An important issue in comparing Gross Domestic Product and economic data over time is determining how much of any increase or decrease is real and how much reflects price inflation or deflation. This report includes inflation-adjusted numbers (chained dollars) at the overall national level only. Inflation-adjusted data are unavailable for trade data by individual country, mode of transportation, and specific commodity detail; in these instances the report uses current dollar figures without controlling for inflation.
While adjusting for inflation is important to reflect the correct size of changes in the value of trade, foreign trade data at the country, mode of transportation, and commodity levels are not commonly presented in inflation-adjusted terms due to a number of factors such as foreign currency exchange rates, business cycles, balance of payments, stock market news, and central bank policies, which affect the prices of specific goods and services traded internationally. Due to the complexity of the factors that influence international trade, it is difficult to control for trading partners' inflation rates as well as currency exchange fluctuations.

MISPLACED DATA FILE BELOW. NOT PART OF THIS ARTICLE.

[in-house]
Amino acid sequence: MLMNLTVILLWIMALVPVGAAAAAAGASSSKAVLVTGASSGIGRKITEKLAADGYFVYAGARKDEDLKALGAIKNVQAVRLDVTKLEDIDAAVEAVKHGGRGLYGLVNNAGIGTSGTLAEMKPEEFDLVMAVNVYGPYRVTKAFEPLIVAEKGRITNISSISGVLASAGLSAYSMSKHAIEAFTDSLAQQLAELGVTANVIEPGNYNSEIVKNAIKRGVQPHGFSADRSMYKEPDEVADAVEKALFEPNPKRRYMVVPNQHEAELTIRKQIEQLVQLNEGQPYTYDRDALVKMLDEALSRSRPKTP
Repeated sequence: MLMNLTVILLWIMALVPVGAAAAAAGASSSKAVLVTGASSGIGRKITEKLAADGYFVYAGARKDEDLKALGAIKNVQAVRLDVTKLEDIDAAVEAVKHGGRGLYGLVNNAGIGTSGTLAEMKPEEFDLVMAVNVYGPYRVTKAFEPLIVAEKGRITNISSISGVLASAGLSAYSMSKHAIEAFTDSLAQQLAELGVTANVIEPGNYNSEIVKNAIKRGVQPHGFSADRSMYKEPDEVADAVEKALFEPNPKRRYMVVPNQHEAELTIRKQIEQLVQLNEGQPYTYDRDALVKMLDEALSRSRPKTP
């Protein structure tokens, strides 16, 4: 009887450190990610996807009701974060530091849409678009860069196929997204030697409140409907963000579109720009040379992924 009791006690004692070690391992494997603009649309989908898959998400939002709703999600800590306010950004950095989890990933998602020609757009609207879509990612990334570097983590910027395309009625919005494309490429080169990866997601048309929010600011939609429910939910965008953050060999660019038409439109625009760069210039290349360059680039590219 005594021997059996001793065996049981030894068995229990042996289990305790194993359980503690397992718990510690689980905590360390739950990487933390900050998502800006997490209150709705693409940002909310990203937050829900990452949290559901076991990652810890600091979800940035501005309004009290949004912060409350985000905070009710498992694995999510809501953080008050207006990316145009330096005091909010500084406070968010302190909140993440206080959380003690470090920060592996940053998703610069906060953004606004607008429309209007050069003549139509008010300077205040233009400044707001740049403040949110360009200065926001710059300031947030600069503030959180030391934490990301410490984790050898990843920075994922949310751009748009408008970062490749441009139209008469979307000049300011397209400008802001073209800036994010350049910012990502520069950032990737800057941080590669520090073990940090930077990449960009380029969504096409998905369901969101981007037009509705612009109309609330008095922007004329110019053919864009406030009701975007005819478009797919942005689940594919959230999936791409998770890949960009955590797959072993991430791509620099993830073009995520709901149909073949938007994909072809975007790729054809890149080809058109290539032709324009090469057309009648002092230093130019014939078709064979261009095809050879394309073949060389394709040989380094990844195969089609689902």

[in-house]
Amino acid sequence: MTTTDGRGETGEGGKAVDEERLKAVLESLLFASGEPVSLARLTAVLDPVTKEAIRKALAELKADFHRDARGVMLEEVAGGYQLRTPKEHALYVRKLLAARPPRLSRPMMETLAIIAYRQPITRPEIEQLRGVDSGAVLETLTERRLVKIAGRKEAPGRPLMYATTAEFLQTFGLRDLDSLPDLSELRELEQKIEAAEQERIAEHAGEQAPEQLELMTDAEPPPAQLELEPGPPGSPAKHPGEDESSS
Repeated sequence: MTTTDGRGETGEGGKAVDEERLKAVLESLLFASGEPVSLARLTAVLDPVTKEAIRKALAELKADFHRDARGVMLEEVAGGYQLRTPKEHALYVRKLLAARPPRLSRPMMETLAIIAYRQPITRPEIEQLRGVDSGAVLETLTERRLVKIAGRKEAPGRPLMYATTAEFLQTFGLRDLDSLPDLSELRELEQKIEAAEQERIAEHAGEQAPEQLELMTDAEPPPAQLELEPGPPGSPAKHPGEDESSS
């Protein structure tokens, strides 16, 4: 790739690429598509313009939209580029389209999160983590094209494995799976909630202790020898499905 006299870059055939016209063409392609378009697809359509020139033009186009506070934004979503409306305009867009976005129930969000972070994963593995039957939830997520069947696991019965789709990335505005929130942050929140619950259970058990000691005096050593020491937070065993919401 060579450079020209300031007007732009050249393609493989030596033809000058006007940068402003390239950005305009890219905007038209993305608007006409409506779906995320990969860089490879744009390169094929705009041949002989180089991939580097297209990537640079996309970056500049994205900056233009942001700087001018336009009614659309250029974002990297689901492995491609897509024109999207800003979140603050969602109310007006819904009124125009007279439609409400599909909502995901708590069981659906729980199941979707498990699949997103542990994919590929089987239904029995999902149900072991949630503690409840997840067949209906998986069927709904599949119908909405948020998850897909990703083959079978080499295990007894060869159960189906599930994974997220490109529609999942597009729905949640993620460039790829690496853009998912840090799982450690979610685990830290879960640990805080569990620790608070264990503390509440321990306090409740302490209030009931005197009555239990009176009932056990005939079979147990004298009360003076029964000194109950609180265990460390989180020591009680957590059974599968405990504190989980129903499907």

SOURCE: U.S. Department of Transportation, Research and Innovative Technology Administration, Bureau of Transportation Statistics, June 2005.